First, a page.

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Four University of Arkansas researchers will look at ways to prevent and treat the influenza virus thanks to a grant from the National Institutes of Health. The researchers will receive $854,803 over two years as part of the American Recovery and Reinvestment Act of 2009 to study novel ways to prevent and treat the influenza virus, which kills about 36,000 people each year and sends another 200,000 to the hospital.
Despite the development of four FDA-approved antiviral medications, only two remain effective, because of viral mutations. Proteins on the outside of the virus shell – the “H” or hemagglutinin and “N” or neuraminidase proteins – change their shape rapidly and render vaccines ineffective. These protein mutations even allow the virus to slip by a previously infected immune system and subject the victim to fever, chills and aches. Therefore, people continue to flock each fall to get a new flu shot.
“The virus is ‘smart’ in that it modifies proteins on the outside so that the hosts’ body cannot recognize it,” said Suresh Kumar, assistant professor of chemistry and biochemistry. This is why vaccines for the flu must be updated annually. “We need to be one step smarter than the virus and attack something it is not anticipating.”
To this end, Kumar and his colleagues Yu-Chun Du, Robyn Goforth and Ralph Henry in biological sciences will study a different viral protein called NS1.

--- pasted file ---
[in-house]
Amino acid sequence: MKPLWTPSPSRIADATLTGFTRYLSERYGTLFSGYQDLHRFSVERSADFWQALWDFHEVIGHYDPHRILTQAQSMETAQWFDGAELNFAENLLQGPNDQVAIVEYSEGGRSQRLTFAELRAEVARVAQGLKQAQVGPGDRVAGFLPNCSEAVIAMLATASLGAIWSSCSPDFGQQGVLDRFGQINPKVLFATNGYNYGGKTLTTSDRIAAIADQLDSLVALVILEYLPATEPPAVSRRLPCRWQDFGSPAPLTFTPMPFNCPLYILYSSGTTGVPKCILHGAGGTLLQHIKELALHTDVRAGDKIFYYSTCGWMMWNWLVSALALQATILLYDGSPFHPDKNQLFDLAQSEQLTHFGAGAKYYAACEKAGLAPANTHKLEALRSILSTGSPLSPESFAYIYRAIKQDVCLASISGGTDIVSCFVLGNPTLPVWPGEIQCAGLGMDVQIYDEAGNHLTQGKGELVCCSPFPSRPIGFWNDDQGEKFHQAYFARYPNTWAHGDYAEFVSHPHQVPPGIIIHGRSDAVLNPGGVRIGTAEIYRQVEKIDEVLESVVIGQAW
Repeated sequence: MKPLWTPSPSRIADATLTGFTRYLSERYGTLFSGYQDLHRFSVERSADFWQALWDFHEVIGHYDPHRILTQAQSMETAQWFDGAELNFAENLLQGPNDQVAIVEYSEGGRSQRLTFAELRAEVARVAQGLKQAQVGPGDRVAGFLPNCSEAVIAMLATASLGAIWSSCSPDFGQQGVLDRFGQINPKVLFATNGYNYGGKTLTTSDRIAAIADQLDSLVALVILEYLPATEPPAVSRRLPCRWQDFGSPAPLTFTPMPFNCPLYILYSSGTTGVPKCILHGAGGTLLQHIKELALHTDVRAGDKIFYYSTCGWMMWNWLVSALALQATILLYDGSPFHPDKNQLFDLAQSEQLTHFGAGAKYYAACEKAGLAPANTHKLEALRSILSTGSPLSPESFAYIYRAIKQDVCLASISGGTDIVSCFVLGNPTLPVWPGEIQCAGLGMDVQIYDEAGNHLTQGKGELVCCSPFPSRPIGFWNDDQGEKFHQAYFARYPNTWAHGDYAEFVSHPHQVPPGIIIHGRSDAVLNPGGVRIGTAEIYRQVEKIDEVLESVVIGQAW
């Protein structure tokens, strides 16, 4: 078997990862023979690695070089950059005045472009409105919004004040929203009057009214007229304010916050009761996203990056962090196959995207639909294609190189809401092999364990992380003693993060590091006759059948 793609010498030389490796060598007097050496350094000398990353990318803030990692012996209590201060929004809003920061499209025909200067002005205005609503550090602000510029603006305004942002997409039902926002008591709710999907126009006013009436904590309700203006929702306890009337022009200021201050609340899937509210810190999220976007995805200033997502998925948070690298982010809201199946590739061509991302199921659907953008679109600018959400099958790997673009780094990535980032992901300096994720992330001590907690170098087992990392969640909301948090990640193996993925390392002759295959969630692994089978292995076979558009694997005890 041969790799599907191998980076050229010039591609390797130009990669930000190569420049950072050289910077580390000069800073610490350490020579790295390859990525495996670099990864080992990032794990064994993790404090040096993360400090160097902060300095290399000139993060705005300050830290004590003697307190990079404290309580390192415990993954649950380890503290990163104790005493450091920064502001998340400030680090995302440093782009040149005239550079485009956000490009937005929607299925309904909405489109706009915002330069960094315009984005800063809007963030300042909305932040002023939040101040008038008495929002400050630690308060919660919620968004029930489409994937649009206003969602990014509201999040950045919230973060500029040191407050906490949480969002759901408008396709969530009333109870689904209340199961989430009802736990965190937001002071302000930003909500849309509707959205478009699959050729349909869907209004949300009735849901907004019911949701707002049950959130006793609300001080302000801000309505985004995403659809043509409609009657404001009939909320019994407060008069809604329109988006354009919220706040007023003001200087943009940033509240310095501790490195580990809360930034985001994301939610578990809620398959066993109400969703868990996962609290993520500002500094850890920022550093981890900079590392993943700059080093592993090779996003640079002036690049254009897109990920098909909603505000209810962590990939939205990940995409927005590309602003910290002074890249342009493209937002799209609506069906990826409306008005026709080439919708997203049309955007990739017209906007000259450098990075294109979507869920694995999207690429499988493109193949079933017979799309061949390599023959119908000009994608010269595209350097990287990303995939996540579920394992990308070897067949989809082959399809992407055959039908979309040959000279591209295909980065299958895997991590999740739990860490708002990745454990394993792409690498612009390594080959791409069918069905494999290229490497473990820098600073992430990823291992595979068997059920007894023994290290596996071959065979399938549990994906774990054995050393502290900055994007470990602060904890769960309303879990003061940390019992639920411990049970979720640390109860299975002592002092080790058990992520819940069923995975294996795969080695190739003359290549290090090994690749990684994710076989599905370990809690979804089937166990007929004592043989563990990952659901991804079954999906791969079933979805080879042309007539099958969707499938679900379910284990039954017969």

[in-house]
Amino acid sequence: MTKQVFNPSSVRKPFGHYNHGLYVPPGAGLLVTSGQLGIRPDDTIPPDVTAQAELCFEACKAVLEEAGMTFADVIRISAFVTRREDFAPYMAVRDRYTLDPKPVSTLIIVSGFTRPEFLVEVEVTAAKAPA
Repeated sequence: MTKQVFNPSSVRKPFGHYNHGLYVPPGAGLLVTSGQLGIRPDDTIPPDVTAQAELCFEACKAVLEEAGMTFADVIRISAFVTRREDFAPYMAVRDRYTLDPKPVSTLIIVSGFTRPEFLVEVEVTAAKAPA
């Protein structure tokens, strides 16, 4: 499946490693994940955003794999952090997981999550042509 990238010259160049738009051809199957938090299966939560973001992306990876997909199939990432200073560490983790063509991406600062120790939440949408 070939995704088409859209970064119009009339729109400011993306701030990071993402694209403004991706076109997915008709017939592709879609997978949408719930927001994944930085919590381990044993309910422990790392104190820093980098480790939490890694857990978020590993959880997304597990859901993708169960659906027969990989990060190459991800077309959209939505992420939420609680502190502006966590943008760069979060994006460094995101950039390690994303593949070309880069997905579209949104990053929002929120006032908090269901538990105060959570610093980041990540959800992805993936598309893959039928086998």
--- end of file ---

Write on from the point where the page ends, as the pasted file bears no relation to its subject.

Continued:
“NS1 facilitates the virus to hijack the host cell machinery to make its own proteins,” Kumar said. It also blocks the cells’ natural defenses in the form of a group of proteins called interferons.
Because NS1 must interact with host cells, it changes little over time, making it a prime target for researchers who hope to shut down the flu. However, to create a novel vaccine or treatment based on this protein, scientists must understand how NS1 goes about its hijacking.
“The aim of this grant is to identify novel host proteins that interact with NS1,” Kumar said. So Du will use a mass spectrometry technique developed in his laboratory to identify key interactions between NS1 and host cell proteins, where chemical bonds have formed. Then Kumar will use nuclear magnetic resonance spectroscopy to identify the specific chemical interactions between NS1 and the host proteins to find out how NS1 recognizes the correct host proteins to bond with.
“Knowing this, we could then identify ways to interfere with the interactions,” Kumar said.
The second part of the project will focus on interferon, a group of proteins essential to the body’s natural defense system. Interferon is often suppressed by NS1 during the initial attack of the virus. The researchers, working with scientists at the University of Arkansas for Medical Sciences, have found mutant forms of interferon with strong antiviral and antitumor activity. But so far they have not been able to reproduce large quantities of these mutant proteins because of aggregation, where groups of molecules morph into a biologically inactive form.
Goforth and Henry have found ways to prevent this aggregation in other protein systems, and plan to use this technique to prepare different strains of biologically active mutant interferon. Once they have accomplished this, Kumar will solve the three-dimensional structures of the mutant interferons to understand how the structure affects the antiviral properties of the protein.
“The idea is to design novel interferons with high antiviral activity,” Kumar said. This could strengthen the body’s natural immune system and help it fend off the flu.
The scientists are all researchers in the Center for Protein Structure and Function in the J. William Fulbright College of Arts and Sciences.